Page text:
Spend a Romantic Night in Vienna with “Before Sunrise”


Although the plot is simple, “Before Sunrise” is filled with beautiful simplicity and enthralling dialogue between Jesse and Celine (Courtesy of Instagram).

I wouldn’t consider myself a romantic person, but there is something about “Before Sunrise” that hits me just the right way. The film, directed and co-written by Richard Linklater, follows Jesse (Ethan Hawke) and Celine (Julie Delpy) after they meet on a train in Europe. The two instantly connect and decide to spend the night together wandering around the streets of Vienna, Austria.

That’s really all the film is — two romantics in their early 20s exploring a city together. While some movies need a grand supervillain or an unexpected twist, “Before Sunrise” simply  does not. The movie’s plot is in its dialogue following Jesse and Celine in their conversations about  life, love and much more as they get to know each other. 

Their conversations are nothing short of enthralling. Linklater’s use of long, uninterrupted steadicam shots makes it feel like you are in Vienna with Jesse and Celine. There is no fancy camera work or cinematography. The movie is shot in an incredibly simple way, which allows  the viewer to fully focus on the relationship between Jesse and Celine.

“Before Sunrise” has so many things going for it. For one, the on-screen chemistry between Hawke and Delpy is maybe the best I have ever seen. They are lovably awkward as strangers in the beginning, before transforming into two people with genuine chemistry. Linklater and Kim Krizan’s screenplay is electric. In order for dialogue to carry an entire movie, it has to be really good. The writing is exactly that.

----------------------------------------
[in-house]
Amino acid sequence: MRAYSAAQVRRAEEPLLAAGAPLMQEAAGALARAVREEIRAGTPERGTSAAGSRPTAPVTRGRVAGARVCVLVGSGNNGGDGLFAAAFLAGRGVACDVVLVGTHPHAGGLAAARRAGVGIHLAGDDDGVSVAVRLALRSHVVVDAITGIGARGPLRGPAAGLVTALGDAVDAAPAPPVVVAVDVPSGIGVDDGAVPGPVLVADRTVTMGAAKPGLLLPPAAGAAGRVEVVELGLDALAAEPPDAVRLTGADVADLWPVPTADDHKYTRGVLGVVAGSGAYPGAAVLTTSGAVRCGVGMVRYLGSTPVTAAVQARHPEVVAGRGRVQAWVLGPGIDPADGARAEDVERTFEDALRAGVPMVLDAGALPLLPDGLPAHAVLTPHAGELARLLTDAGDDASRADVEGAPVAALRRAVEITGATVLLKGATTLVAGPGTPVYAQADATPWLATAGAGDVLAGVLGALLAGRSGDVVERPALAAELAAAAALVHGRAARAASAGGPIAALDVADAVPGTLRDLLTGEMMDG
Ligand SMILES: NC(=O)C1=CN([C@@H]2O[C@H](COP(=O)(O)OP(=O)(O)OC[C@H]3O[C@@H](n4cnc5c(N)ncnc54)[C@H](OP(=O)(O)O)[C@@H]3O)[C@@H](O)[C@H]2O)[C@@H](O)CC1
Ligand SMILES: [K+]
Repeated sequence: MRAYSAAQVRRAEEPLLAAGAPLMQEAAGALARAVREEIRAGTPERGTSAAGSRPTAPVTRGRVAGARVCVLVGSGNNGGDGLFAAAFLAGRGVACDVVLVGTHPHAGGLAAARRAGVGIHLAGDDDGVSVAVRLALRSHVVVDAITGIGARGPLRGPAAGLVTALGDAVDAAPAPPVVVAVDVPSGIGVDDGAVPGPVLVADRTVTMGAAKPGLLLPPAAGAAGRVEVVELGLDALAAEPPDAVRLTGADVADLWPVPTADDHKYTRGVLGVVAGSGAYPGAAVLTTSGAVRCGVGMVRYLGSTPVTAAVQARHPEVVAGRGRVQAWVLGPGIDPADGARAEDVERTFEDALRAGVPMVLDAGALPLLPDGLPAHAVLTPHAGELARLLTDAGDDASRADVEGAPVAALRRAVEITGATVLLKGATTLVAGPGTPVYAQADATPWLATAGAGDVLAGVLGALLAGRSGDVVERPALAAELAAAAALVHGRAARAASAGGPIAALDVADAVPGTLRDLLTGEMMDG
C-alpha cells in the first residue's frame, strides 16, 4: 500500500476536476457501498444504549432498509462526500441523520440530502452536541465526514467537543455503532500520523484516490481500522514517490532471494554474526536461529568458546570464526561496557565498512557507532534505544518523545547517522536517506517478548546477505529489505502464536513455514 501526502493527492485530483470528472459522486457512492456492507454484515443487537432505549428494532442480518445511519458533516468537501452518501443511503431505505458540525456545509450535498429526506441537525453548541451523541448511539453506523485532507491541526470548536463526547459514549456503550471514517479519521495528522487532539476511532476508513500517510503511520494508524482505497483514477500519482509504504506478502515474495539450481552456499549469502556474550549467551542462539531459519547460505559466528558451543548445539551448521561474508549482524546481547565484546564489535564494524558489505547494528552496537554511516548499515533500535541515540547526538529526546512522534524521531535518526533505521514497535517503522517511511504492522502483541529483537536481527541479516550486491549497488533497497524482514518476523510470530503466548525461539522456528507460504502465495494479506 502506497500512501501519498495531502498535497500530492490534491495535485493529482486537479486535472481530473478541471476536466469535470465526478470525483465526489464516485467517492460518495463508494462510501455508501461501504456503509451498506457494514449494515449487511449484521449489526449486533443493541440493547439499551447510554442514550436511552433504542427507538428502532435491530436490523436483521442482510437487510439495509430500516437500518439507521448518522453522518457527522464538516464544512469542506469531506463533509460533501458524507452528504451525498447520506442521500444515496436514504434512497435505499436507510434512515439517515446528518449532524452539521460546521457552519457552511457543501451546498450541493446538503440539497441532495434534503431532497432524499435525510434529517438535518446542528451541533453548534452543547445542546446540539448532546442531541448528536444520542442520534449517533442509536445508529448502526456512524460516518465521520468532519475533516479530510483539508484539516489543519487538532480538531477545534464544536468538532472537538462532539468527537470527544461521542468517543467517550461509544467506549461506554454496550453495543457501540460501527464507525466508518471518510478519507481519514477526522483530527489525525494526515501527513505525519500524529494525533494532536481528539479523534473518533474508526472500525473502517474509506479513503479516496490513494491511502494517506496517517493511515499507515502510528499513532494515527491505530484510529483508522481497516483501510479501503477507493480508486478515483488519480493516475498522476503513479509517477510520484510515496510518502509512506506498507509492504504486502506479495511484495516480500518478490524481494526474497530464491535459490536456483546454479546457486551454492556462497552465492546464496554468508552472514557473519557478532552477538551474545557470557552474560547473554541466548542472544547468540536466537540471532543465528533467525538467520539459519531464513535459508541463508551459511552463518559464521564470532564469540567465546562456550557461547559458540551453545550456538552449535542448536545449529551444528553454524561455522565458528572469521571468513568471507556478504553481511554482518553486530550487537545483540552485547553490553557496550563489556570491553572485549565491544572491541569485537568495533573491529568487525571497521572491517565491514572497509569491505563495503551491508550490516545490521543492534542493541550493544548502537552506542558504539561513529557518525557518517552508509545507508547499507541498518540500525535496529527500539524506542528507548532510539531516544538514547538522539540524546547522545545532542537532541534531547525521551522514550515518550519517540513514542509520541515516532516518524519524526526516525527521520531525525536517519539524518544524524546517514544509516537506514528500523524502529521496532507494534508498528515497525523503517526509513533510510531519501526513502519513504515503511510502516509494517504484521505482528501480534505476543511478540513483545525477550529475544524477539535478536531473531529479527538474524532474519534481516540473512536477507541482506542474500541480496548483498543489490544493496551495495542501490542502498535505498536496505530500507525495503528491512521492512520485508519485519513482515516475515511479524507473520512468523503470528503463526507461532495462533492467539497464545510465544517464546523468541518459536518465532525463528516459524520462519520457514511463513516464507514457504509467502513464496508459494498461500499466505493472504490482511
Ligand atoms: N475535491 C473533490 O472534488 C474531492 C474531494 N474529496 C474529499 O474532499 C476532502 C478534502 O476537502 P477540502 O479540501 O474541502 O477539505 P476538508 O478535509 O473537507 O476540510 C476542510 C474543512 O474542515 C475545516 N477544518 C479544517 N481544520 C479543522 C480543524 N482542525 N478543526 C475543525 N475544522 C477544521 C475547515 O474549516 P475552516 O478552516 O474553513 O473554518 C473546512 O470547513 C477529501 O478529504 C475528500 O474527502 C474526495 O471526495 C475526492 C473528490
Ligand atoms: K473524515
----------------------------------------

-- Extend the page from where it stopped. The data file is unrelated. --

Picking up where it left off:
To me though, the best part of “Before Sunrise” is the overall atmosphere that Linklater creates. I wanted to be able to live in this movie. It takes place on a perfect June evening in a city that is both relaxing and bustling in culture. The tone of the movie is incredibly chill and laid back. Not once is there a hint of serious conflict. If there ever was a perfect “comfort movie,” this is it. 

At no point does the movie cut away from the two love interests. Their budding relationship is the entire story. There is no comic relief or funny quips from side characters. Just Jesse and Celine, who are young, confused and in love in the best way. When you spend an entire movie watching just two people, you get to know them on a level that goes beyond the typical movie. The good, the bad and the ugly of both characters are on full display. But that’s what makes “Before Sunrise” more grounded than most romance movies. These are characters who are whole and fully developed.

Jesse and Celine perfectly embody the beauty of human connection. When two young people who are full of ideas and instantly “click,” the result is magnificent. That’s what “Before Sunrise” is at its core. Genuine human connection is a rare thing. Getting to see it play out so perfectly over the course of an entire movie is one of the best watching experiences you can have.

While I will always be a sucker for a good romantic comedy like “Notting Hill” or “10 Things I Hate About You,” “Before Sunrise” is by far my favorite romance movie of all time. In fact, the only movies that come close are its two sequels, “Before Sunset” (2004) and “Before Midnight” (2013). These movies are equally as magical as the first and pick up with Jesse and Celine nine and 18 years after their first meeting. In fact, I believe the so-called “Before Trilogy” deserves to be in the same conversation as “The Godfather” or “The Lord of the Rings” as the best trilogy of all time. If you’re looking for something to watch on a rainy day, I can’t recommend “Before Sunrise” enough.